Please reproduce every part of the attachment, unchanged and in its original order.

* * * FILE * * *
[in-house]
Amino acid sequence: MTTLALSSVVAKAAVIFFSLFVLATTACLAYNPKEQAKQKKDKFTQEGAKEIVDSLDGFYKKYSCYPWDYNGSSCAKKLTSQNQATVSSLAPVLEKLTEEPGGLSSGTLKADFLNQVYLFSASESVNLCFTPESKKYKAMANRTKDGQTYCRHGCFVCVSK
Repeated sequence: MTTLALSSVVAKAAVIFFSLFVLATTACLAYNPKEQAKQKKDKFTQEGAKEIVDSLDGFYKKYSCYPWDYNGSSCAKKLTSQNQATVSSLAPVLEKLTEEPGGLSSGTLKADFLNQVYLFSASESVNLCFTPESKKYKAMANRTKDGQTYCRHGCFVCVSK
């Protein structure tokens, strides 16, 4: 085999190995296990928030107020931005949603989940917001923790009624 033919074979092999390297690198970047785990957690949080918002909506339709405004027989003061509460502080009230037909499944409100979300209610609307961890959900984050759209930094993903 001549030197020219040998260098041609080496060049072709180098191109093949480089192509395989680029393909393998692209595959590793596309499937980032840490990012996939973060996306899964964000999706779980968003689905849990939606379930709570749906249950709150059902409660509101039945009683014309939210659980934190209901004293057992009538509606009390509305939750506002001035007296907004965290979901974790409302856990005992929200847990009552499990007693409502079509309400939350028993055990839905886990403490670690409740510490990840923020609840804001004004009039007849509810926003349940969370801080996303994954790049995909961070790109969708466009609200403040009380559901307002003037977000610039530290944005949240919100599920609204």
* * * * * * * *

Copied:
[in-house]
Amino acid sequence: MTTLALSSVVAKAAVIFFSLFVLATTACLAYNPKEQAKQKKDKFTQEGAKEIVDSLDGFYKKYSCYPWDYNGSSCAKKLTSQNQATVSSLAPVLEKLTEEPGGLSSGTLKADFLNQVYLFSASESVNLCFTPESKKYKAMANRTKDGQTYCRHGCFVCVSK
Repeated sequence: MTTLALSSVVAKAAVIFFSLFVLATTACLAYNPKEQAKQKKDKFTQEGAKEIVDSLDGFYKKYSCYPWDYNGSSCAKKLTSQNQATVSSLAPVLEKLTEEPGGLSSGTLKADFLNQVYLFSASESVNLCFTPESKKYKAMANRTKDGQTYCRHGCFVCVSK
């Protein structure tokens, strides 16, 4: 085999190995296990928030107020931005949603989940917001923790009624 033919074979092999390297690198970047785990957690949080918002909506339709405004027989003061509460502080009230037909499944409100979300209610609307961890959900984050759209930094993903 001549030197020219040998260098041609080496060049072709180098191109093949480089192509395989680029393909393998692209595959590793596309499937980032840490990012996939973060996306899964964000999706779980968003689905849990939606379930709570749906249950709150059902409660509101039945009683014309939210659980934190209901004293057992009538509606009390509305939750506002001035007296907004965290979901974790409302856990005992929200847990009552499990007693409502079509309400939350028993055990839905886990403490670690409740510490990840923020609840804001004004009039007849509810926003349940969370801080996303994954790049995909961070790109969708466009609200403040009380559901307002003037977000610039530290944005949240919100599920609204």